This line of questioning bores me. I am a national security aficionado. Don’t forget that. If the government decides to sponsor animal husbandry or anything else for that matter, it is left for the experts in such fields to analyse. What I see, as a security practitioner, is a poorly managed approach to problem-solving, with possible dire and conflagratory effects.

From grazing route to grazing reserves to ranching to Ruga, all to no avail. What next?
That question is for Mr. President and his team to answer.

What is your take on the threat by the northern youths to southern state rejecting Ruga, northern elders’ advice to herders to return home if they feel unsafe in the south and federal government’s order for herders to remain where they are?
I really don’t take these so-called threats seriously. All the so-called youths across Nigeria issuing threats don’t know anything about war. Wars are not fought on social media or by word of mouth; wars are fought for decades, with entire generations wiped out like flies.

All Nigerian youth and most of the warmongers that are spitting words have no idea and have never seen war, nor did they read about the civil war in school…

History was taken off schools curriculum for some two or so decades and has just of recent been restored. They think a war is a movie…

Those who were privileged to see combat in Gambia, Liberia, Sierra Leone and Rwanda as part of Nigeria contingent to those mission areas should do the talking. Honestly, I don’t think they know war beyond its dictionary definition. I do, and know, a lot they will never know about war, because if one happens, they won’t survive it,As I said earlier, we have a chronic case of zero courage to bell our cats, not less so a high propensity of inflammatory verbiages obscuring our nationhood and focus.

Our leaders must address it, whichever way you choose to look at it. Nigeria and Nigerians require bold decisive leadership. We presently have neither of either.


What is the way out or permanent of lasting solution?
There is no such thing as a permanent solution to anything, anywhere on our three dimensional existence as earthlings on this planet. Our planet evolves, so do we. Solutions are proffered to meet our futuristic and ever-changing present needs. Solutions are proffered in the now to meet short, mid or long-term challenges, as the case may be. We are yet to show any propensity to do that as a people.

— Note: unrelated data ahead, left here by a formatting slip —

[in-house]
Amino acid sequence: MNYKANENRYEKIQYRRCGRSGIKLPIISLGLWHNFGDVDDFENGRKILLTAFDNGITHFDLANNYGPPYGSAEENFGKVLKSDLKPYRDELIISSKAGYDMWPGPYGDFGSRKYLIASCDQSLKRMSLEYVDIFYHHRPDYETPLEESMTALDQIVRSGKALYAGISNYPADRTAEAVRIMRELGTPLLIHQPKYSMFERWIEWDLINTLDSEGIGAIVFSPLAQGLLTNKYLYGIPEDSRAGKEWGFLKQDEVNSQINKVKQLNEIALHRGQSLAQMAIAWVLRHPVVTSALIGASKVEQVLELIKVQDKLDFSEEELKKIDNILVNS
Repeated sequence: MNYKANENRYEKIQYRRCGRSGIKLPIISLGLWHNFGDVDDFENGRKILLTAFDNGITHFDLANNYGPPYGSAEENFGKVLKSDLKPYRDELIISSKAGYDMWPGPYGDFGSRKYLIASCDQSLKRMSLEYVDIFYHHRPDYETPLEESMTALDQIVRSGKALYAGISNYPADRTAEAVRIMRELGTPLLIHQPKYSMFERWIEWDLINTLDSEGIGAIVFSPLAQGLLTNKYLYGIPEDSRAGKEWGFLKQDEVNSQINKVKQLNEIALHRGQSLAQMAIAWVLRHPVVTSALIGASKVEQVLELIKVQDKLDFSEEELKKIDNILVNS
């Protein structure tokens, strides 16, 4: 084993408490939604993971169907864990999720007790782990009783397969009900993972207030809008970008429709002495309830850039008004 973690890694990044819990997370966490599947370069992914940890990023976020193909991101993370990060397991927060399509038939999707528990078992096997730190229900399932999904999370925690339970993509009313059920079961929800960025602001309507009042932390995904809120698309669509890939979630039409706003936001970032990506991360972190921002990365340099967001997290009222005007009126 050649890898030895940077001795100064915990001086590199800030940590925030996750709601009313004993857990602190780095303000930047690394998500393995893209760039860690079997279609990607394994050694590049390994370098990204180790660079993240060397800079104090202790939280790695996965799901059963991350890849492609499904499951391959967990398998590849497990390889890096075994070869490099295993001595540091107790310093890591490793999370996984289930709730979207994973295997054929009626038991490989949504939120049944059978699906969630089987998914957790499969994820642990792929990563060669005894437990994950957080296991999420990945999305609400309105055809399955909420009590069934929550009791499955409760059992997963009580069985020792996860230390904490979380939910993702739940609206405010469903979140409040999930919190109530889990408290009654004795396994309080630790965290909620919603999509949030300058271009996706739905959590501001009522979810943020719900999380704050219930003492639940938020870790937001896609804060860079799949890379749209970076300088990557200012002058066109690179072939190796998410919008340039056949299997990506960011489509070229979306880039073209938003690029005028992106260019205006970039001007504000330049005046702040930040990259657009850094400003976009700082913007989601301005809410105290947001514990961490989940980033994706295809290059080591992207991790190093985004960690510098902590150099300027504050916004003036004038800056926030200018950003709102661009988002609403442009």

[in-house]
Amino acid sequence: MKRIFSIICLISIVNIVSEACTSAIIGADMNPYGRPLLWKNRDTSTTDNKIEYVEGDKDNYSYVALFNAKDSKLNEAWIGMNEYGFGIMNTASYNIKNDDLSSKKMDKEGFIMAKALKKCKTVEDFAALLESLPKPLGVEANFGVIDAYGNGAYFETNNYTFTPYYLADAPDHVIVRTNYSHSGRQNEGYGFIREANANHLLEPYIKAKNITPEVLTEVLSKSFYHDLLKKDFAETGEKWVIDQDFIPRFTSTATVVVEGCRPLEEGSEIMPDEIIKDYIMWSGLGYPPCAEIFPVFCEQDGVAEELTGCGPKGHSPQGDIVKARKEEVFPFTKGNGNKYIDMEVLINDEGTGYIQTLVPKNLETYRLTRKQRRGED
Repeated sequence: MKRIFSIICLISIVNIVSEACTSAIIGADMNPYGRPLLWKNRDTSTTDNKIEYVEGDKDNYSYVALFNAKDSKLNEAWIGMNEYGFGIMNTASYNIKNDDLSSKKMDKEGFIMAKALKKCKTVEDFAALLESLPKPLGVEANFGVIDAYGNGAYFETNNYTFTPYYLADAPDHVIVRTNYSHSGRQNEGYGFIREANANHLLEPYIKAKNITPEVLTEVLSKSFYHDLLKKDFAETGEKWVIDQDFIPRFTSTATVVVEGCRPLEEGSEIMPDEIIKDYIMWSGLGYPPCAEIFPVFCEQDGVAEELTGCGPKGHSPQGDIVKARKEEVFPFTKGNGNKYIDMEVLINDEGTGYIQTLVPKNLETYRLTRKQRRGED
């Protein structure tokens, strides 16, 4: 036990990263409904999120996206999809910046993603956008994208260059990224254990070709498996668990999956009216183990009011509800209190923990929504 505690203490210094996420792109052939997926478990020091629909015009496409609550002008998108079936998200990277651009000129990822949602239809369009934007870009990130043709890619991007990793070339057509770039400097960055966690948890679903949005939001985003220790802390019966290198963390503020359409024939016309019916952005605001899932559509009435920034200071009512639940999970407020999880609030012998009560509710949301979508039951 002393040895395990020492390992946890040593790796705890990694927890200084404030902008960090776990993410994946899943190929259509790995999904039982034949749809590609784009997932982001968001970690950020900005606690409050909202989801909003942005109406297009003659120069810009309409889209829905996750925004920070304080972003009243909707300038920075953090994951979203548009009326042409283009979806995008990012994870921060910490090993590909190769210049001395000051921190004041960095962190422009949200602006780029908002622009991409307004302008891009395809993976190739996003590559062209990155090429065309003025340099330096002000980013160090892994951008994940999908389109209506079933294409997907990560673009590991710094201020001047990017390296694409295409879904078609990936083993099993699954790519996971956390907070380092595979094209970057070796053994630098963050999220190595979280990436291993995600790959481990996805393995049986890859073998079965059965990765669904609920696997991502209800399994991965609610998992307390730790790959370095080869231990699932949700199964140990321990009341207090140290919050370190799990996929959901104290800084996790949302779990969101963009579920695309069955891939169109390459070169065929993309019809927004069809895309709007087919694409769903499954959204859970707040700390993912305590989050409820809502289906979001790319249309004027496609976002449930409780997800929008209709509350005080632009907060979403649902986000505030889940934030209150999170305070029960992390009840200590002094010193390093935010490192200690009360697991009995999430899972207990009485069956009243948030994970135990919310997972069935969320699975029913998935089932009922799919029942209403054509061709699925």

“Permanent solution,” as you put it, does not make sense… It is nonexistent anywhere. I have never heard it used anywhere, except by Nigerian politicians and public office holders. Only constant change is permanent… Ironically, it is yet to dawn in this part of the world.

What is your take on the rising insecurity in the country, incessant attacks on the highways and even farms, youths involvement in cult and other criminal activities and kidnapping across the country?
It is more than anything else, as a result of lethargy, amongst our various and overwhelmed law enforcement agencies, nay a seemingly indulgent leadership, whose allergy to a result-driven approach for security solutions across board is clear as day.

Excuses, such as poverty and unemployment, remain glad havens of blame, even when one needs no telling that the rather diluted and mild response to crime these past four years is not only a shocking diversion from what Nigerians expected from a so-called change mantra, but has also emboldened criminal activity nationwide to unprecedented and lucrative levels.